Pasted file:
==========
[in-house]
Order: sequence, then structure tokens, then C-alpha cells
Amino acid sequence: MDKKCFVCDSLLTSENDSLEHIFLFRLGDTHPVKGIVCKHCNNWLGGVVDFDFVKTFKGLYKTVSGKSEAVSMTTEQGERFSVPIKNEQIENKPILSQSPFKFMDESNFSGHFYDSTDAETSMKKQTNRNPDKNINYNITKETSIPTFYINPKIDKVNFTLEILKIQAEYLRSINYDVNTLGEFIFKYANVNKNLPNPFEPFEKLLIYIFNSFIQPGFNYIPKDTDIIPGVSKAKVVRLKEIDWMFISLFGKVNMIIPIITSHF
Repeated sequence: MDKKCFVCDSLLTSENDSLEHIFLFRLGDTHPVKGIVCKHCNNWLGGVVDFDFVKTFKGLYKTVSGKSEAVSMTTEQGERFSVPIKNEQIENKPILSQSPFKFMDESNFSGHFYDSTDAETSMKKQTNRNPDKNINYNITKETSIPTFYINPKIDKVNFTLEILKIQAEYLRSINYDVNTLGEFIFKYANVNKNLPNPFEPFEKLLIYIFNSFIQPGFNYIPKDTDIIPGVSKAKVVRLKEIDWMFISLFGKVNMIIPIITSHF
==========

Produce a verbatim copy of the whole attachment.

[in-house]
Order: sequence, then structure tokens, then C-alpha cells
Amino acid sequence: MDKKCFVCDSLLTSENDSLEHIFLFRLGDTHPVKGIVCKHCNNWLGGVVDFDFVKTFKGLYKTVSGKSEAVSMTTEQGERFSVPIKNEQIENKPILSQSPFKFMDESNFSGHFYDSTDAETSMKKQTNRNPDKNINYNITKETSIPTFYINPKIDKVNFTLEILKIQAEYLRSINYDVNTLGEFIFKYANVNKNLPNPFEPFEKLLIYIFNSFIQPGFNYIPKDTDIIPGVSKAKVVRLKEIDWMFISLFGKVNMIIPIITSHF
Repeated sequence: MDKKCFVCDSLLTSENDSLEHIFLFRLGDTHPVKGIVCKHCNNWLGGVVDFDFVKTFKGLYKTVSGKSEAVSMTTEQGERFSVPIKNEQIENKPILSQSPFKFMDESNFSGHFYDSTDAETSMKKQTNRNPDKNINYNITKETSIPTFYINPKIDKVNFTLEILKIQAEYLRSINYDVNTLGEFIFKYANVNKNLPNPFEPFEKLLIYIFNSFIQPGFNYIPKDTDIIPGVSKAKVVRLKEIDWMFISLFGKVNMIIPIITSHF